guy like I put you guys on. I made Tangled you know, like that mindset
but you’re really out here. I’m just a little guy. I’m just playing basketball with
my high school friend and I’m just trying to figure out my stuff and
you’re also just like how are you doing things. I want to collaborate. I want to know
and I think that there’s just like a really-
I think there’s something about the fact that you’re like I’m still learning, I’m still
knowing, you know, there’s conversations to be had that’s just
something really wonderful about
you that I just really appreciate like
I remember when we met through that previous podcast episode they were like
“Oh there’s this person Cara Eastcott” they gave me all your credentials and
I was like oh my God firstly this sounds like a white lady, secondly I was like oh my God
this is gonna be so like-
HARMEET: not a white in-sight. Just Cara.
PREE: I was so scared and then there we were, similar to now,
except I wasn’t lying down
and of course I brought Harmeet on too. I was like “yo this is my guy”
and we’re gonna talk about Disabled things. My roommate sibling Harmeet is coming too
and then that’s how we all met initially and I don’t know
I just really appreciate you and I think that
Yeah, I love you too. You’re sick.
HARMEET: Yeah, I remember when Pree told me about you before I jumped on the call.
I think we’re trying to figure out if we’re gonna work together. I was like this is not
gonna go well. Like I have no fucking idea what I’m doing.
I was in my hot mess era. I just was not feeling it and then I talked to you
and I was like that was
wonderful and a big thing that I think stuck
with me from that experience with you
Was that like-
I don’t know, you asked me questions assuming
that I also knew the answer and I think that’s something I actually struggle with
because oftentimes I’m the youngest person in a lot of spaces and also like I am
pretty relaxed and I don’t do well with authority. So there’s just an assumption that
I don’t know what I’m doing.
I didn’t feel that with you and it was
actually really supportive for me and it also
helped me think through, I don’t know,
I don’t have this like formal experience of doing access so I don’t know what I’m doing
but I also think in that experience I was like I do.
I was my aunt’s caretaker for my whole life and I was Disabled, she was Disabled,
we come from an intergenerationally Disabled family
and I think working with you gave me a lot of room to be like, there’s actually a lot of
knowledge I have about hacking access in a collective way
It’s a part of my lineage and I don’t have to explain that
I can just show up. That was really nice, so thanks for modelling that for me.
CARA: Oh okay, thanks. Yes…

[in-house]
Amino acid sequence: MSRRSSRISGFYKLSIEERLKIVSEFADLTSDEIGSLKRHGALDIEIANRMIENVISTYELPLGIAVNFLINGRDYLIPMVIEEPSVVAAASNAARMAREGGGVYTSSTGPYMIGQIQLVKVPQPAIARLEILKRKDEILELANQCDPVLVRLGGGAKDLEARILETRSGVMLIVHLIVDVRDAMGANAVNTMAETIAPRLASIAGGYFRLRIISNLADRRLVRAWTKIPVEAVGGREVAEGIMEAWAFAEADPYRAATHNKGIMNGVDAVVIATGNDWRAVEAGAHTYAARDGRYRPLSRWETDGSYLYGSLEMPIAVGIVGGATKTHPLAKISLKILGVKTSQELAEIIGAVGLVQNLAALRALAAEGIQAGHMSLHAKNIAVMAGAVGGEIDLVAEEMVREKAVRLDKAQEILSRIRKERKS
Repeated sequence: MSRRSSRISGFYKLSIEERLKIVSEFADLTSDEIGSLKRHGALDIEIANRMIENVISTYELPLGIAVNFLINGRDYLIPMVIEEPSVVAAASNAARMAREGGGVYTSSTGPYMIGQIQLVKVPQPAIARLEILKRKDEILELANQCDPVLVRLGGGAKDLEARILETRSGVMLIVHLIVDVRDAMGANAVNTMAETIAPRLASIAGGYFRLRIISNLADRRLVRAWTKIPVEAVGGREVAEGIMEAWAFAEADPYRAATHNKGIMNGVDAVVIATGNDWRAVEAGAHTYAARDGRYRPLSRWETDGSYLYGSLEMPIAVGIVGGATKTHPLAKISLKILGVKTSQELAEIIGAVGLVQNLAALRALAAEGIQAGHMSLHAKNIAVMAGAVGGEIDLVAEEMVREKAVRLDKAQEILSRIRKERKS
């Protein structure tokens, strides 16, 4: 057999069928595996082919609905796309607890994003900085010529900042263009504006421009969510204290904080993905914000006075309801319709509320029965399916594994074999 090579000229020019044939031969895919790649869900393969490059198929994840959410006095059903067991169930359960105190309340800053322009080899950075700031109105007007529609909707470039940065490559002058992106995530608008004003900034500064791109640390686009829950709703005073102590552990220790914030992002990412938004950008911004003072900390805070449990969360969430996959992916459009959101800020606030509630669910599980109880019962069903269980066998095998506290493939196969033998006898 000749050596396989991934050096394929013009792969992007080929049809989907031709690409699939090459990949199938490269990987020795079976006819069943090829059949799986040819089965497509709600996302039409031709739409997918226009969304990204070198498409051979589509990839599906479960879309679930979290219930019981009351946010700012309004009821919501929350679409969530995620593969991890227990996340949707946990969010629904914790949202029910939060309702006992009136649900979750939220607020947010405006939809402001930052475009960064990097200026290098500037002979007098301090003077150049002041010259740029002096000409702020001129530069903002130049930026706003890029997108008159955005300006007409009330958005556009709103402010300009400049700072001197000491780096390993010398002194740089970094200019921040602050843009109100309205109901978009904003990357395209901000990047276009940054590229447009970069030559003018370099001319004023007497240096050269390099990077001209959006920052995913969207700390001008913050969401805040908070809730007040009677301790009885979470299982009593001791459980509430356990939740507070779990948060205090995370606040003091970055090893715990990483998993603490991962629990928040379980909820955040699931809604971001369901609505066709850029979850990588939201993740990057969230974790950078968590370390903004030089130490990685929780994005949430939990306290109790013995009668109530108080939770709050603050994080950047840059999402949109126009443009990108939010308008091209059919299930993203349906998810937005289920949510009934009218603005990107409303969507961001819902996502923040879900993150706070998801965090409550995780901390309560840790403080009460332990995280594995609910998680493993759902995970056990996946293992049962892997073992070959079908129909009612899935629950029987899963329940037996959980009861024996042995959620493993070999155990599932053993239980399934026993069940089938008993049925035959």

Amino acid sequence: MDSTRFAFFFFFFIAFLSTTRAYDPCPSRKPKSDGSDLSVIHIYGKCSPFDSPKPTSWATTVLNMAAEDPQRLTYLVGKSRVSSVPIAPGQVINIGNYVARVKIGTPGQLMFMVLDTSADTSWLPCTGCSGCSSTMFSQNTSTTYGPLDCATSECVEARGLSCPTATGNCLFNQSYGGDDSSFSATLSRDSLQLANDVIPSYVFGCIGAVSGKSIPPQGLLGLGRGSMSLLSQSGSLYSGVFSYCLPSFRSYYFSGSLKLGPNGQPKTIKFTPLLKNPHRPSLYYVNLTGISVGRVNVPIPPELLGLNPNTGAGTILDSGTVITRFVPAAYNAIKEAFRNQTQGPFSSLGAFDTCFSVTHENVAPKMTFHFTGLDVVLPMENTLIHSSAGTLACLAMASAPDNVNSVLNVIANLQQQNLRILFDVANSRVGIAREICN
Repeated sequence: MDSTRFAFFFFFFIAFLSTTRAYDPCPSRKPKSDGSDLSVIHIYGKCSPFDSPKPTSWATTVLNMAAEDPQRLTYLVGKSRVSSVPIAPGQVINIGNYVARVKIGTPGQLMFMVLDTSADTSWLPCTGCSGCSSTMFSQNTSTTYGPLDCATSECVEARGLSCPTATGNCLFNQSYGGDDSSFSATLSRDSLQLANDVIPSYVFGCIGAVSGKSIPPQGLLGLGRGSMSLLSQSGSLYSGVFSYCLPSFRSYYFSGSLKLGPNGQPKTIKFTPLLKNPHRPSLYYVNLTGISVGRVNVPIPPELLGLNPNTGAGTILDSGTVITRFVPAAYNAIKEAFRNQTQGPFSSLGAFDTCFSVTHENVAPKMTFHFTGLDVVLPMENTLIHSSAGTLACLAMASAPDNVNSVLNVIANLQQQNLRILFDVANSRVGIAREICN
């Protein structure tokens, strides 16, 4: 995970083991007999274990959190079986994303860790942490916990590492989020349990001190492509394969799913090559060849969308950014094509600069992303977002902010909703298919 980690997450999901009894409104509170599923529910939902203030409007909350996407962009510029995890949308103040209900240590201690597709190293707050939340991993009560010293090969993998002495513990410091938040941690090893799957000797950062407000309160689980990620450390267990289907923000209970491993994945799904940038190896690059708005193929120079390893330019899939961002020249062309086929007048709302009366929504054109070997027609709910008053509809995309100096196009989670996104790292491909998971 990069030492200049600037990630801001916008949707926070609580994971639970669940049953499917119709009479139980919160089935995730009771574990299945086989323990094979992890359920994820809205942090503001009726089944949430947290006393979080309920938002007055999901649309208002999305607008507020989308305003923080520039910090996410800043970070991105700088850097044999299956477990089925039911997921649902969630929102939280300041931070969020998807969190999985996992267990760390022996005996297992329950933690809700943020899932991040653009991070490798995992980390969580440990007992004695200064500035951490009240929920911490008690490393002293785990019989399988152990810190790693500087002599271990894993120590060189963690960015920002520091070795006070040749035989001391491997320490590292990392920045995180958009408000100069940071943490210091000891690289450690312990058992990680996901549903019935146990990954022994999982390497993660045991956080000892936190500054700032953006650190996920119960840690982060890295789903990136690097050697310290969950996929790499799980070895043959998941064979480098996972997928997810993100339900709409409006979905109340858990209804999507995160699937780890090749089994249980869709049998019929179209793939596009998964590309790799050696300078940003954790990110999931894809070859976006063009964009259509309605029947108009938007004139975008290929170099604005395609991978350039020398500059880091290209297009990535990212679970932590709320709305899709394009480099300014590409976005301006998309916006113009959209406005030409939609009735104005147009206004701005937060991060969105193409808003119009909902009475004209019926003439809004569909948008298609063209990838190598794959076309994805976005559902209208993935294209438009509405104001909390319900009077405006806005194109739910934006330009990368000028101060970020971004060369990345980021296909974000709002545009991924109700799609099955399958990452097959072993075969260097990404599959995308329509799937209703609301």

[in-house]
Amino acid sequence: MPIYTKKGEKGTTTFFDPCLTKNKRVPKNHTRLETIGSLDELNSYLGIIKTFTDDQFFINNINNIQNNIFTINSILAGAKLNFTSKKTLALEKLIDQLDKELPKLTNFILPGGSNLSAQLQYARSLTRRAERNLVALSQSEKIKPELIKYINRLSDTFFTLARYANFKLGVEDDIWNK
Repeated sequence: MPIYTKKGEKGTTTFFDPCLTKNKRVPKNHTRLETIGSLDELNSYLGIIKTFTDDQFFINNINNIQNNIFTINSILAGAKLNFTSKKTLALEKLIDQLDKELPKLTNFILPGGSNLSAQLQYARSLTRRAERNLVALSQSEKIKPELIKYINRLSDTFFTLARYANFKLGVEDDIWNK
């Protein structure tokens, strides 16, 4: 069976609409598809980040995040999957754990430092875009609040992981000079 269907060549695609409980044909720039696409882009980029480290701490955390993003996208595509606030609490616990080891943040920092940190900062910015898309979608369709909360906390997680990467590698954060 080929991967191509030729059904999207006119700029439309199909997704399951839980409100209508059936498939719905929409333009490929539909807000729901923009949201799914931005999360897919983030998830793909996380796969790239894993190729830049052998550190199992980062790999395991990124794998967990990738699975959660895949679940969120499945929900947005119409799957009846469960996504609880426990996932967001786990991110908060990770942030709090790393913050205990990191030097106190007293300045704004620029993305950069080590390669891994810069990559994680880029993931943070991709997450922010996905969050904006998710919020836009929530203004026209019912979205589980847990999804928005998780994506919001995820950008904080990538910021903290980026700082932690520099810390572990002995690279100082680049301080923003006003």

HARMEET: This guy’s having Scorpio feels, man.
CARA: Thank you. I mean I feel like I definitely am very curious
and learn, I love
older people and I learn so much from so many different older people like Audrey
who started b current, this theatre company you know,
she was someone who was like very
influential to just the way that I
am and you know she’s an elder.
she was an elder then and she’s, you
know, an elder now and
there is such a
Yeah I never feel like she’s the big shot and I’m like the little kid she never treated
me like that, you know. Even though I definitely was like a little punk
when I met her.
I didn’t deserve that kind of treatment but I think that, yeah
I think that it’s a lot of the people who kind of brought me up in this.
They are probably the ones to thank but yeah, I mean and I love what you said
or mean about just like oh yeah you did have that
previous knowledge of you know access creating accessible spaces you weren’t
calling it that, you know, but you were caring for whatever
and I feel like that’s
what sort of missing right now in this whole
HARMEET: yeah man
CARA: -hiring like access people.
They’re missing the point in a way
that it’s not really a position you yourself should be doing that too
everyone in your organization.
Working from this place of thinking,
you know, of creating a space that is
supporting everybody’s needs essentially. It shouldn’t be one person. And
there isn’t one way to do it. It is instinctual it is like something you need every individual
needs to learn on their own, in their own way, based on their strengths
you know and characteristics.
You’ll develop your own approach
to creating accessible spaces
So that’s why I also don’t feel bad kind of like backing away slowly
because I’m like it’s your turn. You should-
HARMEET: -figure it out.
CARA: And it’s a lifelong thing. This is not an 18-month contract.
CARA: You have to just do this for your life and go on the-
and you know I am still learning, you know.
I feel like I’m blushing from all your comments but like the feeling is just
really mutual and
I feel like a lot of just creativity with you both in a way that is- It does bring
out the playfulness and fun and I mean that’s what I want to be like when I’m
much older as well, you know.
HARMEET: I just want to play. I wanna fuck around and find out.
CARA: Yeah. I think that’s a good
place to end.
HARMEET: I agree. Good work, boys.
PREE: A plus.
HARMEET: A plus.
HARMEET: Guys we all have to give a collective kiss to whoever’s watching and listening